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New lock provides sustainable legacy for London

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The first new lock to be built in London for 20 years has been officially opened bringing a stretch of London waterways back in to navigation in time to receive freight barges for major construction sites in the Stratford area.
Three mills lock
Three Mills Lock, constructed by civil engineering contractor VolkerStevin, was officially opened by British Waterways Chairman, Tony Hales and Olympic Delivery Authority Chairman John Armitt. A tug and barge, flanked by a flotilla of colourful narrowboats locked in and out of the new structure, putting the lock gates through their paces ahead of planned freight deliveries scheduled for later in the month.

The opening marks the completion of a £20m contract for VolkerStevin which has involved the construction of the 62m long by 8m wide lock as well as three fixed weirs, two adjustable weirs, a fish pass and a lock control building with all associated mechanical and electrical work.

Three Mills Lock at Prescott Channel accommodates 350 tonne barges, which will travel from the Thames through the lock into the Bow Back Rivers to serve major construction sites in the east end of London. Thus providing a sustainable alternative for the delivery of construction materials and the removal of waste materials.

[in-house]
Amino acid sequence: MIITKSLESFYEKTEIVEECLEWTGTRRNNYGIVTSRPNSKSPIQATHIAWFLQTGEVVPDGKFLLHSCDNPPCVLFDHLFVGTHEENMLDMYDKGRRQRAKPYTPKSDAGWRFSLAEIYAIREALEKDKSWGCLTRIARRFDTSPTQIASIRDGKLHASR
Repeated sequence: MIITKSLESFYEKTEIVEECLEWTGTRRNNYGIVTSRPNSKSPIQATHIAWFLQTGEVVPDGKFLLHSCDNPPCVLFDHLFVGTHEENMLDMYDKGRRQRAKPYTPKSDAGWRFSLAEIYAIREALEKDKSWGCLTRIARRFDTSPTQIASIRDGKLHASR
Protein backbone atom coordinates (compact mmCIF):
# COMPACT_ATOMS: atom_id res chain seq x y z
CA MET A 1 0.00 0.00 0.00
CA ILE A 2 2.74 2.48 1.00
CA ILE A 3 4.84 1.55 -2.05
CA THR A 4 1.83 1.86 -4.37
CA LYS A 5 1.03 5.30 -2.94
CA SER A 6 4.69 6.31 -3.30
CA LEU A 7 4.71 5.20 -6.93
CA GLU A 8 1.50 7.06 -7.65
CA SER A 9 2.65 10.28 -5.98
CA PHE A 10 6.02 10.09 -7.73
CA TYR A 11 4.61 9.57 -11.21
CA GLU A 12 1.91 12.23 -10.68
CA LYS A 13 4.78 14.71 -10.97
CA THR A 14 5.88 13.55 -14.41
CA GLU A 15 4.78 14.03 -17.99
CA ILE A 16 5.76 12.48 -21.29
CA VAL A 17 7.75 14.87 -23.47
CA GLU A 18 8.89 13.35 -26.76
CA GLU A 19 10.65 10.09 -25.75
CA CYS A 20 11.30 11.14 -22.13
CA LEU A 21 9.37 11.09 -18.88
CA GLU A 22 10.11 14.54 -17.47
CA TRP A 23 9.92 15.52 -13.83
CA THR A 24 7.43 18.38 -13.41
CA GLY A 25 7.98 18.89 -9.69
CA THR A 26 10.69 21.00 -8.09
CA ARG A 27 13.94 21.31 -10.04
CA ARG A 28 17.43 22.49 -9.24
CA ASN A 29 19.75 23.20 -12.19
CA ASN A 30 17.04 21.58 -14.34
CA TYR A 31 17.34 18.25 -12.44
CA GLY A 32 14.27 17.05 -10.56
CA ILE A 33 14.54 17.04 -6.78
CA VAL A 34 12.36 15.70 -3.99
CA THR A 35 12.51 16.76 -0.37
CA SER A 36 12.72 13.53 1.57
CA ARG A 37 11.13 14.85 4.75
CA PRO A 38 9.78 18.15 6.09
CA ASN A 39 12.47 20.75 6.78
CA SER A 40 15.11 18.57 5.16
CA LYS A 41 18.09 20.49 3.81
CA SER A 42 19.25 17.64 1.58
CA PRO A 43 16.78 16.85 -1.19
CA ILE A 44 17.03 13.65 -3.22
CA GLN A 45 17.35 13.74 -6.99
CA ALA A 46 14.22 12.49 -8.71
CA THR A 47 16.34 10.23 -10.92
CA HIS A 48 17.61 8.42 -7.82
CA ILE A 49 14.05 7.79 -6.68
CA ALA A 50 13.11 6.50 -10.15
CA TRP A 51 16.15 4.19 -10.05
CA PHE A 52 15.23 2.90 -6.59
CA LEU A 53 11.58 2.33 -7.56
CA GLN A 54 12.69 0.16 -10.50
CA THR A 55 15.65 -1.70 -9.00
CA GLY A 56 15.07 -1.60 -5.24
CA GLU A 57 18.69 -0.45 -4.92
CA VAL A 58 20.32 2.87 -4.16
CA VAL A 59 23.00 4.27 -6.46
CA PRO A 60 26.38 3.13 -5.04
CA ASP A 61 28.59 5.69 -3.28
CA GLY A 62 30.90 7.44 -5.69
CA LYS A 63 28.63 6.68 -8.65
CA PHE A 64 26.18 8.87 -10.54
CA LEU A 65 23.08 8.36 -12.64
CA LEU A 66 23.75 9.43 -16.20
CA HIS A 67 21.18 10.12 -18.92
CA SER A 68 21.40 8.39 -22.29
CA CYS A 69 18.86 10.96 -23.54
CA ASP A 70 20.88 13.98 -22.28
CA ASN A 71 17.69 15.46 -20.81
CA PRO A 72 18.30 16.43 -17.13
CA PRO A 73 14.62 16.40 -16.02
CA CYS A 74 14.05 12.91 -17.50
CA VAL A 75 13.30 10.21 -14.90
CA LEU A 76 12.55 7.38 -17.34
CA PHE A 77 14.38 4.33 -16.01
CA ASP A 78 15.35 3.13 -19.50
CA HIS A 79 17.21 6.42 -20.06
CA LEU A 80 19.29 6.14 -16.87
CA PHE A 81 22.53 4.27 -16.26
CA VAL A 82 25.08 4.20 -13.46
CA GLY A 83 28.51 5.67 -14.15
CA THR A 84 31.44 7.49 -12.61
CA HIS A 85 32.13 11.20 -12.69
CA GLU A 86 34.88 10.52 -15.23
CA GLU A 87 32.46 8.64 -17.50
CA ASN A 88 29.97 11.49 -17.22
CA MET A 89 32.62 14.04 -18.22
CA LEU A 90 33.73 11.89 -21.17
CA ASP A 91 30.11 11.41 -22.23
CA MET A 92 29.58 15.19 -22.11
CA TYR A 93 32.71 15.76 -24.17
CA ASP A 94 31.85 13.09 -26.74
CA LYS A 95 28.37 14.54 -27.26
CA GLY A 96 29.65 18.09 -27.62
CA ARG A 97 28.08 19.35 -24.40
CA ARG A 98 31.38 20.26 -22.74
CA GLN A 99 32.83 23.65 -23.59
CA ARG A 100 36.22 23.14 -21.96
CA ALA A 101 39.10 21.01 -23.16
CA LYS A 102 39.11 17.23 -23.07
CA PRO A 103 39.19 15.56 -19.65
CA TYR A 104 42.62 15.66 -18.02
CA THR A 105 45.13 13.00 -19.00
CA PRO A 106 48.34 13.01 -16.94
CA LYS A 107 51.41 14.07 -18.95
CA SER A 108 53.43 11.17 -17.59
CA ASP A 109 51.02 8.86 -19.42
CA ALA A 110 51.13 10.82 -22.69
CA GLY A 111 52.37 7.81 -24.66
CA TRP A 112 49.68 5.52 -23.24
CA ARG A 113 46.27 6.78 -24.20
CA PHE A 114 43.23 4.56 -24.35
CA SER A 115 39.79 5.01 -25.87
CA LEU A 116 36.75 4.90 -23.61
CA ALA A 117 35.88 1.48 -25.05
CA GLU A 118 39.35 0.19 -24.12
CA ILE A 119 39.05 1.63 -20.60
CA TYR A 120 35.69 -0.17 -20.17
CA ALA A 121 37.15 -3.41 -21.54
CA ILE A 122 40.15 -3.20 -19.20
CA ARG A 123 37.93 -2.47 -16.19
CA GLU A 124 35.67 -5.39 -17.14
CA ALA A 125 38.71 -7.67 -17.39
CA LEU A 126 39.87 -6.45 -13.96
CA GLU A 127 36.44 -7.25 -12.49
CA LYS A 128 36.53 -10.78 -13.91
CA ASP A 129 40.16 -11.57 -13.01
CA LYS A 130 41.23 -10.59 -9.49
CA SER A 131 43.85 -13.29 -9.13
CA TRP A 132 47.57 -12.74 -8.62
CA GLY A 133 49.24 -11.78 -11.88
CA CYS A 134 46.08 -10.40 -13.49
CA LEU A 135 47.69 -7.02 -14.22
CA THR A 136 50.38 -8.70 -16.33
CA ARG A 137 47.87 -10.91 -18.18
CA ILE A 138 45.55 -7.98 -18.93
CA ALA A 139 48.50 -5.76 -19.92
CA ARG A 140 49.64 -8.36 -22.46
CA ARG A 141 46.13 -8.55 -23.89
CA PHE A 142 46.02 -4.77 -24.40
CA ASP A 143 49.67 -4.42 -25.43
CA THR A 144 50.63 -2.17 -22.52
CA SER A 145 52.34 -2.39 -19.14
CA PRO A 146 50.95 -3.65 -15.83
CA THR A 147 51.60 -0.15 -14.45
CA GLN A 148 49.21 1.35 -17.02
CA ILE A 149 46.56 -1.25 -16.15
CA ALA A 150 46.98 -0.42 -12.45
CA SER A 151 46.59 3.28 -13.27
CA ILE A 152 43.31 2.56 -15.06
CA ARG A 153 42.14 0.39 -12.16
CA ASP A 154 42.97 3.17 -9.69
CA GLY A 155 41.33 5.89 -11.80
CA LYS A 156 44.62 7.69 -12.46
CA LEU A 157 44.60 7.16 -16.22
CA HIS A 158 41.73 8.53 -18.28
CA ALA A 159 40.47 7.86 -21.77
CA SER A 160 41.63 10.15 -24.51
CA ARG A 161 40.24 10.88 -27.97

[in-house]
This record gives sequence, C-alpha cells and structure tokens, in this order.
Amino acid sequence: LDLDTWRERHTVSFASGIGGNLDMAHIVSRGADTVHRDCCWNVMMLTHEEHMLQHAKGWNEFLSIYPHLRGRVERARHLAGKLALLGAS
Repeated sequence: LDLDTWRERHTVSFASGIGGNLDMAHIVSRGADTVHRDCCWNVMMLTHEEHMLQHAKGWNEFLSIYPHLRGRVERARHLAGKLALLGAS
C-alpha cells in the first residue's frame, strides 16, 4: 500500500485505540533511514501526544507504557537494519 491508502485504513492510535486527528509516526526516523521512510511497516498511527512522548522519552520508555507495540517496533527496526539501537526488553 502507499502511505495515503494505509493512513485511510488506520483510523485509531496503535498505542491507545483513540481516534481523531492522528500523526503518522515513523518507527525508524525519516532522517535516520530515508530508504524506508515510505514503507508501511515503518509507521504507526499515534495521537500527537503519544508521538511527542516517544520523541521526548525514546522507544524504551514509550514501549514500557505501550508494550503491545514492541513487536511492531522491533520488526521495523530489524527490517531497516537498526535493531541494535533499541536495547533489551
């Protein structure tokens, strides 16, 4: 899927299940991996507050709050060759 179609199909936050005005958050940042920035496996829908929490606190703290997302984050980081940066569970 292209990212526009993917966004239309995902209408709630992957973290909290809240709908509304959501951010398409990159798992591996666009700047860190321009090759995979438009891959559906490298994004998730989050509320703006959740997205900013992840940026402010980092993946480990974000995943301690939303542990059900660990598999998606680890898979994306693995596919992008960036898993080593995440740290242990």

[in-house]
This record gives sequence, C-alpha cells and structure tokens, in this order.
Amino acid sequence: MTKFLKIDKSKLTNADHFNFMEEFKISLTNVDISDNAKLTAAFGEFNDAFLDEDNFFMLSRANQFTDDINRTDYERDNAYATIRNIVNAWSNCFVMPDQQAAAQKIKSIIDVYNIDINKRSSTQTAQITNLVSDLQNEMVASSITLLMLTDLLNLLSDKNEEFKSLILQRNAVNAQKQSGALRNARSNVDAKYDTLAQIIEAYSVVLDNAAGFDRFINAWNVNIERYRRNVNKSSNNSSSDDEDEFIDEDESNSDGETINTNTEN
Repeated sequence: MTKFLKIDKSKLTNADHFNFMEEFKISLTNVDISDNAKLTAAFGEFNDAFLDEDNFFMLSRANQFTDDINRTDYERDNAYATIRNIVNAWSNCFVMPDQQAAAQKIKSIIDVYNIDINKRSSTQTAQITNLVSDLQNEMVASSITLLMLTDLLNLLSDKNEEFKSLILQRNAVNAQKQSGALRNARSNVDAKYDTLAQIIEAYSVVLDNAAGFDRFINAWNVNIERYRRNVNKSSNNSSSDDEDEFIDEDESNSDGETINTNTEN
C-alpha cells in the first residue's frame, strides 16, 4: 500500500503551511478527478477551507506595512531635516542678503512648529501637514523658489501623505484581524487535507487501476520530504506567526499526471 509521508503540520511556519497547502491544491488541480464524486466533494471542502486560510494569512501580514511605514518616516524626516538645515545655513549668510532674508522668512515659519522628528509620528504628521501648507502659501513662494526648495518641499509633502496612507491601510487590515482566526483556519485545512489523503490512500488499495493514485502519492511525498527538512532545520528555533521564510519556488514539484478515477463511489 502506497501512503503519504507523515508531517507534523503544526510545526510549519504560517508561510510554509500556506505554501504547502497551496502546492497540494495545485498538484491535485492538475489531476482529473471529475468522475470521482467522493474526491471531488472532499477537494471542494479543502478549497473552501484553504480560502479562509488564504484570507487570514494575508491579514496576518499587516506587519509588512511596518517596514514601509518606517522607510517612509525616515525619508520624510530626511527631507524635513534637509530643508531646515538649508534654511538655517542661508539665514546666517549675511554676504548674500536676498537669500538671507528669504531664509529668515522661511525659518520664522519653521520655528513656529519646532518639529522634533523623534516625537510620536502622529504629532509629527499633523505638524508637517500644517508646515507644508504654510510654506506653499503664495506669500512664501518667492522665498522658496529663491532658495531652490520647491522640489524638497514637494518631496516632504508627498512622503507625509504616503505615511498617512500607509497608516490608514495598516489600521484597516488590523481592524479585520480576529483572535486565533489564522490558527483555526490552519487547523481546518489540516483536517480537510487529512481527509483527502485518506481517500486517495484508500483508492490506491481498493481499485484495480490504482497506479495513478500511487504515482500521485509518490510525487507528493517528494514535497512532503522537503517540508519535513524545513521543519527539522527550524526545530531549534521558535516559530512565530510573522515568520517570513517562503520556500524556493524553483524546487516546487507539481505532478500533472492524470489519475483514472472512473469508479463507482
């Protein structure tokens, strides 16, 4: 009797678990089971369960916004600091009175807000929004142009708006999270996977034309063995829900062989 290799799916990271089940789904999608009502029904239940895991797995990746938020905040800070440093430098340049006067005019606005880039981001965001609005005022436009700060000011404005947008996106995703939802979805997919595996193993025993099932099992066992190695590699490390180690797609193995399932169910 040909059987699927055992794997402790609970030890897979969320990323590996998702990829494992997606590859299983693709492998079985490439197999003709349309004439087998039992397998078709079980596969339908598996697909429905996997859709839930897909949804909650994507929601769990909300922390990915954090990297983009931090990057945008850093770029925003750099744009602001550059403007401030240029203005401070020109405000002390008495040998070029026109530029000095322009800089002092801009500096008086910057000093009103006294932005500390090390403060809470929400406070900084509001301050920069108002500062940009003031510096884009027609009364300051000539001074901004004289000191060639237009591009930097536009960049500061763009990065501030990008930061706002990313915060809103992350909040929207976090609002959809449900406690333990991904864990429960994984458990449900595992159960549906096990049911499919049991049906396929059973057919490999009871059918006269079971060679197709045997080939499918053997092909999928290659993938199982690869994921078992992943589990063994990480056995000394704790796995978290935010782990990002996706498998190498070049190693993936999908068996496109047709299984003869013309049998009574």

Jim McNeilly, managing director at VolkerStevin said: "We are delighted to be celebrating the opening of this lock with our client British Waterways and all the partners of the project. To be involved in such a long term legacy for London is a privilege and we look forward to seeing how the area develops following the revitalisation of these waterways."

"This design and build contract was challenging and our project team should be proud of what they have achieved."

Tony Hales, chairman of British Waterways, added: "As guardians of the UK's canals and rivers I am thrilled to see Three Mills Lock open today, and show everyone how the waterways can play an integral role in the regeneration of this area of London. Rejuvenating the waterways of east London has been a long term goal for British Waterways. "

The contract also involved new infrastructure including extensive landscaping, street lighting, new footpaths and a new footbridge. In the longer term the project will allow new opportunities for leisure boats, water taxis, trip boats and floating restaurants creating the potential for a major boating destination in the area.

Three Mills Lock and associated water control structures were funded by British Waterways, the Department for Transport, London Thames Gateway Development Corporation, the Department for Environment, Food and Rural Affairs, the Olympic Delivery Authority, London Development Agency and Transport for London.

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